Ripple effect seen on markets globally from Middle East conflict


Washington (Reuters) – Economists and market strategists are anticipating further ripple effects globally from the Middle East conflict, watching to see if the situation draws in other countries with the potential to increasingly drive up oil prices and send capital flowing to safehavens.

Israel was preparing on Saturday to launch a ground assault in the Hamas-controlled Gaza Strip, after telling Palestinians living in the territory to flee south. The Israeli national security adviser, meanwhile, warned Lebanese militant group Hezbollah not to start a war on a second front.

“It looks like we’re headed for a massive ground invasion of Gaza and a large-scale loss of life,” said Ben Cahill, senior fellow in the Energy Security and Climate Change Program at the Center for Strategic and International Studies (CSIS). “Anytime you have a conflict of this scale, you will have a market reaction.”

In the past week, concerns about the conflict have fed through to asset prices, contributing to weakness in stocks on Friday with the S&P 500 (.SPX) down 0.5%. Safehaven assets saw buying with gold up more than 3% on Friday and the U.S. dollar touching a one-week high. Oil prices leapt nearly 6% on Friday as investors assessed what the conflict could mean for supplies from nearby countries in the world’s top oil producing region.

“If it looks like a broadening conflict, oil prices will rise further,” said Michael Englund, chief economist at Action Economics LLC in Boulder, Colorado.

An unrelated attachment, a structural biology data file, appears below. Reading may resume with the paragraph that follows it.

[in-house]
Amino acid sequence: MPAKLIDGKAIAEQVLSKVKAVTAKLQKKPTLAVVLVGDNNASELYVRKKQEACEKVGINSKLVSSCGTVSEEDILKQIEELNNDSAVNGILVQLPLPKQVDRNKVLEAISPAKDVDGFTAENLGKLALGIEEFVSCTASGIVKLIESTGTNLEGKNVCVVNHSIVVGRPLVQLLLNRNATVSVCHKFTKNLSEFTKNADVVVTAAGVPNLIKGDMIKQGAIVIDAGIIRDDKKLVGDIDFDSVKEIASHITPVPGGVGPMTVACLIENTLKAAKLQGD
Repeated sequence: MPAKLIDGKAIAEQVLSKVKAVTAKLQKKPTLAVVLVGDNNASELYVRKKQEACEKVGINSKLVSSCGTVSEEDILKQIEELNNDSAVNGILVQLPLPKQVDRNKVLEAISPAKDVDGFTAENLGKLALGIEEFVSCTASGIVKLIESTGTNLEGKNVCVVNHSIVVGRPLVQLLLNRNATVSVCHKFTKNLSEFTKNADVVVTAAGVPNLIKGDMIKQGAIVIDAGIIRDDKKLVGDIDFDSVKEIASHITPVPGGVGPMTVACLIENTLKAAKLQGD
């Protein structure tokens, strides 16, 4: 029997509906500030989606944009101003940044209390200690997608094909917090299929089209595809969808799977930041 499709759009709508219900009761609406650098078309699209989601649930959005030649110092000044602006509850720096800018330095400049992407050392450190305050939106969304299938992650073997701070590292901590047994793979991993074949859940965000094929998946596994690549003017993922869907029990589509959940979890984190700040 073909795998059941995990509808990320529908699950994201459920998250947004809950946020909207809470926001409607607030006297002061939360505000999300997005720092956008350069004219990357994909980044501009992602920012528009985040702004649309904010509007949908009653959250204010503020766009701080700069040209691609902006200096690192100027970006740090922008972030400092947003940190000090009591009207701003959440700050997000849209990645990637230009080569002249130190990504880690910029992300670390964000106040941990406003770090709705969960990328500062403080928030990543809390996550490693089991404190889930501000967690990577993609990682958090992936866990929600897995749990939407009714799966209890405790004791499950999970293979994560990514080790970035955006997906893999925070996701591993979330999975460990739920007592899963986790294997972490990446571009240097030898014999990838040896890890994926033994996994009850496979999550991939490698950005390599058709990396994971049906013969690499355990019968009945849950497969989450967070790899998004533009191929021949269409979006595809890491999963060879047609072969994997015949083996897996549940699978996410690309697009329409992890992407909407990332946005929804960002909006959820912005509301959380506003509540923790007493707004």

An expanding conflict would also likely cause inflation and, as a byproduct, interest rates around the world to accelerate, said Bernard Baumohl, chief global economist at The Economic Outlook Group in Princeton, New Jersey.

However, while inflation and rates in other countries will likely rise in this worst-case scenario, the U.S. could be the exception as foreign investors pour capital into what they deem a safehaven during global conflict, Baumohl noted.

“Interest rates could go down,” he said. “Expect the dollar to strengthen.”

Other fuels could also be impacted, as seen in recent developments such as Chevron (CVX.N) halting natural gas exports through a major subsea pipeline between Israel and Egypt.

“The bigger risk to the oil market is that this conflict draws in neighboring countries,” said CSIS’ Cahill.

Rising oil prices are unlikely to have a significant impact on U.S. gas prices or consumer spending, analysts noted.

“The consumer is unlikely to see a significant impact on gas prices anytime soon,” Englund said.

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